At 265 feet, Fall Creek Falls is one of the highest waterfalls in the eastern United States — and one of many must-see wonders at the 30,000-acre Fall Creek Falls State Park, which Southern Living readers voted the best state park in the Southeastern United States. You'll find gorges, streams, oak and hickory forests, a lake and 56 miles of hiking trails (to escape the crowds, check out the view of Cane Creek Falls from the two-mile Falls Day Loop Trail). Other options include biking trails, fishing, boating, and a Canopy Challenge Course with zip lines, rope swings and more than 75 wobbly bridges. And if your idea of birdies involves putters rather than woodpeckers, Fall Creek Falls boasts an 18-hole golf course (as well as tennis courts and an Olympic-size pool). Nature, however, is still the star. For an easy view of the sights, drive on 8.5-mile Scenic Loop Road, which features multiple waterfall overlooks. The park includes 30 cabins and 222 campsites. Tennessee parks do not charge an entry fee.
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PHOTO BY: pawel.gaul
Hocking Hills State Park, Ohio
The 2,356-acre Hocking Hills is best known for its caves; the most popular is Old Man's Cave, named after a hermit who lived here in the 1800s. You can reach it via a .6-mile trail that takes you along a gorge and offers impressive views of waterfalls and a creek. Other must-see spelunking spots include Whispering Cave, which features a seasonal waterfall that cascades to the floor below (park staff also recommend the less-crowded Rock House, a tunnel-like cavern that offers views of a waterfall crashing over the cliff face). Additional attractions include a three-hour zip-line experience and an 8,500-square-foot visitor center, which opened in 2019 and provides exhibits on the area's history and ecology. For a quick side trip, head to Rockbridge State Nature Preserve. It's about a 20-minute drive or 2.75-mile round-trip hike from the park. The highlight: A 100-foot-long arch that's considered the largest natural bridge in Ohio. Stay at the park's campgrounds or cabins. All state parks in Ohio are free.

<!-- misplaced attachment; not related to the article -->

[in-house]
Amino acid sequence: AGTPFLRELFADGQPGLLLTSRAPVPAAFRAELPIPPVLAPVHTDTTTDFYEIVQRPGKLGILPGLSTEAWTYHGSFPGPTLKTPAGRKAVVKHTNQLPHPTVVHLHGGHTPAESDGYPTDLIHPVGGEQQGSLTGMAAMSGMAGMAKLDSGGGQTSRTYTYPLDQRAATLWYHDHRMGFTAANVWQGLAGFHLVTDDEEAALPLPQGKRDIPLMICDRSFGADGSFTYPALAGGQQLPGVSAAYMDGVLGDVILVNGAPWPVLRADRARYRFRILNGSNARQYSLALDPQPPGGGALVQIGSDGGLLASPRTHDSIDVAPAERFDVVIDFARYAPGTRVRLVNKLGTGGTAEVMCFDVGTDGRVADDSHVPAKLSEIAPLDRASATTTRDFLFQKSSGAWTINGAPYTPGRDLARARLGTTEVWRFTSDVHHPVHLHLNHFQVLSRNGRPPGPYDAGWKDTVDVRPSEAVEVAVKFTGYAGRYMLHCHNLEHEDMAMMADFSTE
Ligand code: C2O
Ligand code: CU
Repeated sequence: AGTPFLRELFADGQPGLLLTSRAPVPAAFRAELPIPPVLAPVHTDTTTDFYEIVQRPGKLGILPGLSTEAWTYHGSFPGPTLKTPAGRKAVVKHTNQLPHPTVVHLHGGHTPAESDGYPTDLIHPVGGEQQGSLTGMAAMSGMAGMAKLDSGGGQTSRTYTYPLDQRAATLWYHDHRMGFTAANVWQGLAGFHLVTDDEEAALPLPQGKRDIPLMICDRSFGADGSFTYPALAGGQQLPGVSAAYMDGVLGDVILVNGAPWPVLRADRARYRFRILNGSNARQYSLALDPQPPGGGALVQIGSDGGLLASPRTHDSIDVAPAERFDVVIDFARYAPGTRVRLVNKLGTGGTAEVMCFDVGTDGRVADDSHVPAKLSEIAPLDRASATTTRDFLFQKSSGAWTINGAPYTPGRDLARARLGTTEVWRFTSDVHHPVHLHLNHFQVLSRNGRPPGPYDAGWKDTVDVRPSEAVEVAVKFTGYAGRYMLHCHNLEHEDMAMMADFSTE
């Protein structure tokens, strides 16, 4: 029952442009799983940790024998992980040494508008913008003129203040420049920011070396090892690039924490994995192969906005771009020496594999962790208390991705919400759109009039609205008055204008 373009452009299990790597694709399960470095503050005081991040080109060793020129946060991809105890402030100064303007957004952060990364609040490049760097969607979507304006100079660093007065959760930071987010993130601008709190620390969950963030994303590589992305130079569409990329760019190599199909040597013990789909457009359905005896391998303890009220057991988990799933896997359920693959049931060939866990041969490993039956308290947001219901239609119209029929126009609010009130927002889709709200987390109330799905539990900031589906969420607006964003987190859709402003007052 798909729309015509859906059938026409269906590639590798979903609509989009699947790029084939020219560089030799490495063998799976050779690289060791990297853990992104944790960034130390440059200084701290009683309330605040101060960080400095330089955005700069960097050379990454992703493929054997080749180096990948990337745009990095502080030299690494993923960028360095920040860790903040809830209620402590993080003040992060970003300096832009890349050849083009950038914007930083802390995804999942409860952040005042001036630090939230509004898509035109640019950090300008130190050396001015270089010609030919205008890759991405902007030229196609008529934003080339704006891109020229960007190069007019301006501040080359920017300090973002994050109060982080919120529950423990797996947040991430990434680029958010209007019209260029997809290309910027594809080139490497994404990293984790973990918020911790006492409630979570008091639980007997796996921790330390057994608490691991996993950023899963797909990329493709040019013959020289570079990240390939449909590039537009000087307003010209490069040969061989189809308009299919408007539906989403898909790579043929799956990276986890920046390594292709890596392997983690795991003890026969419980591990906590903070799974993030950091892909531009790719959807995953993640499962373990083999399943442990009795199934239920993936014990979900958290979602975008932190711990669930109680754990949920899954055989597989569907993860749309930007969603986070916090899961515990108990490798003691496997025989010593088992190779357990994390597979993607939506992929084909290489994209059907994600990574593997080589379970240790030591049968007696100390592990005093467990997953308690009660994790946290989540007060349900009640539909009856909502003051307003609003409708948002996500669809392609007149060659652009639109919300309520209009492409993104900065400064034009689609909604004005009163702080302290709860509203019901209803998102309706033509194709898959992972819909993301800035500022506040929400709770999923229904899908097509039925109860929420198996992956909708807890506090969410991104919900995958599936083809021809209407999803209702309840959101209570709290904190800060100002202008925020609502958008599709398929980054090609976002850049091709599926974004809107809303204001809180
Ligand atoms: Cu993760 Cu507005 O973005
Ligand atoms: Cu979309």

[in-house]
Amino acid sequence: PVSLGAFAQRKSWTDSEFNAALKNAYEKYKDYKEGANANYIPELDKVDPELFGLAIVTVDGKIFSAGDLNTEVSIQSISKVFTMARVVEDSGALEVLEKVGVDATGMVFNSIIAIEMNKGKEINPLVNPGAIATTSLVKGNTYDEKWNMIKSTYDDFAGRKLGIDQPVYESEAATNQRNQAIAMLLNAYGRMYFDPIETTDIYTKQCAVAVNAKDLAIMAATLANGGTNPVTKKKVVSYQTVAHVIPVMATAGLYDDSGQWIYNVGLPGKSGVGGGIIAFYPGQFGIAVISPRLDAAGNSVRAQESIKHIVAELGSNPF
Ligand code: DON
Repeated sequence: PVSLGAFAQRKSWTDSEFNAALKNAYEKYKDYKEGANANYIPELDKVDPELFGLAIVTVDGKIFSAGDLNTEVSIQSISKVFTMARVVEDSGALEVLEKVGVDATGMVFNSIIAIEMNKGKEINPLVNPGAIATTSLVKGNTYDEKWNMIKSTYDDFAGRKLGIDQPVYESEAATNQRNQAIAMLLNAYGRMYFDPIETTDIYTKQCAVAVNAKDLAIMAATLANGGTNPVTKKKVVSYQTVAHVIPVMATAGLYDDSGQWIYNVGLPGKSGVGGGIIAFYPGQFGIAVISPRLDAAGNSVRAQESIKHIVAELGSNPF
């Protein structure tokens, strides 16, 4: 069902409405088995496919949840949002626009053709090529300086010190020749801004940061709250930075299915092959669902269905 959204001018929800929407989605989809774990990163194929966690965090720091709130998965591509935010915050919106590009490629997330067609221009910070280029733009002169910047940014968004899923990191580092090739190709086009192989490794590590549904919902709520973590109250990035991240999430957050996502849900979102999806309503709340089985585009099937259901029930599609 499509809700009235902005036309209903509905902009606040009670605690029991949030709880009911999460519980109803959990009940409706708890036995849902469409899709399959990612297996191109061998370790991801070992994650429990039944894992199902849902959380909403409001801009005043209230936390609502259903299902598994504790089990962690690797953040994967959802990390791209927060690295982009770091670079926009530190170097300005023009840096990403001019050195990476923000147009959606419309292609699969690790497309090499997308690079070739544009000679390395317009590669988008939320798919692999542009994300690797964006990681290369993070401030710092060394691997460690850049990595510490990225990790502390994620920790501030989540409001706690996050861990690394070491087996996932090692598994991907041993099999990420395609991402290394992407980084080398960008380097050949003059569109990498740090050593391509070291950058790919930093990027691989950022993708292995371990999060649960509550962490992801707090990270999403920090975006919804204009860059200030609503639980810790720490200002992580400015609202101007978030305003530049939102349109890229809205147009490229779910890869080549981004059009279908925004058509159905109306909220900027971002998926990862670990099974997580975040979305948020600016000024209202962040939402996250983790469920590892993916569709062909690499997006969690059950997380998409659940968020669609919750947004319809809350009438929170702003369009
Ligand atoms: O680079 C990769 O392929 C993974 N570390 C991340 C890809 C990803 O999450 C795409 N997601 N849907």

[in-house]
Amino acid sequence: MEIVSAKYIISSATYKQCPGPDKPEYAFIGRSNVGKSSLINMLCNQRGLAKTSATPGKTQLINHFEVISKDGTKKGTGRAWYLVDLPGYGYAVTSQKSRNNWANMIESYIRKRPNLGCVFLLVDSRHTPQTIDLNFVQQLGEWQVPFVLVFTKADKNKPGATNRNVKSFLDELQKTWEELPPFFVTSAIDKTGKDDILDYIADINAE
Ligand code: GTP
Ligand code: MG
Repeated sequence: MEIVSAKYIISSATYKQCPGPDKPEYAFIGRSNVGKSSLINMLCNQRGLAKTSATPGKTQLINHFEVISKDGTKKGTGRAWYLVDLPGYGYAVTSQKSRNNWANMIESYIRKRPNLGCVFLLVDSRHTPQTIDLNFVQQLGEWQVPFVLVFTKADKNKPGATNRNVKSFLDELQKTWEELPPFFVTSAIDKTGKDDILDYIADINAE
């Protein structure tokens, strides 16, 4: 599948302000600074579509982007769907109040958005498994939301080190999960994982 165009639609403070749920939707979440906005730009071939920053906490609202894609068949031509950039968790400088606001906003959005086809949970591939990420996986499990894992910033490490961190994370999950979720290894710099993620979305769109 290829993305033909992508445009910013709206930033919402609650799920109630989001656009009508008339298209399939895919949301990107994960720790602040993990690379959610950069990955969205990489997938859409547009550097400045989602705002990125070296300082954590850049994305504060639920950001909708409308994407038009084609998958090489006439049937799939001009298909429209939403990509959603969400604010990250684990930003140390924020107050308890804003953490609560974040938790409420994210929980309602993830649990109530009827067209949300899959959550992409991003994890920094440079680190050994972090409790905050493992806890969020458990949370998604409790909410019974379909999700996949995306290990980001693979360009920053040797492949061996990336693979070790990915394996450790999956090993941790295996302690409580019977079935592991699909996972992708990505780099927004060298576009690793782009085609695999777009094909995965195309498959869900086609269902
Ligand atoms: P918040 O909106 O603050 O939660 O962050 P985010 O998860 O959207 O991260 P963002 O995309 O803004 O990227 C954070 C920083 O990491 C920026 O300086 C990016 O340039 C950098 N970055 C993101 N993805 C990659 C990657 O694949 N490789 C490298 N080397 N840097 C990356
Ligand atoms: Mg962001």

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PHOTO BY: James Schwabel / Alamy Stock Photo
Hunting Island State Park, South Carolina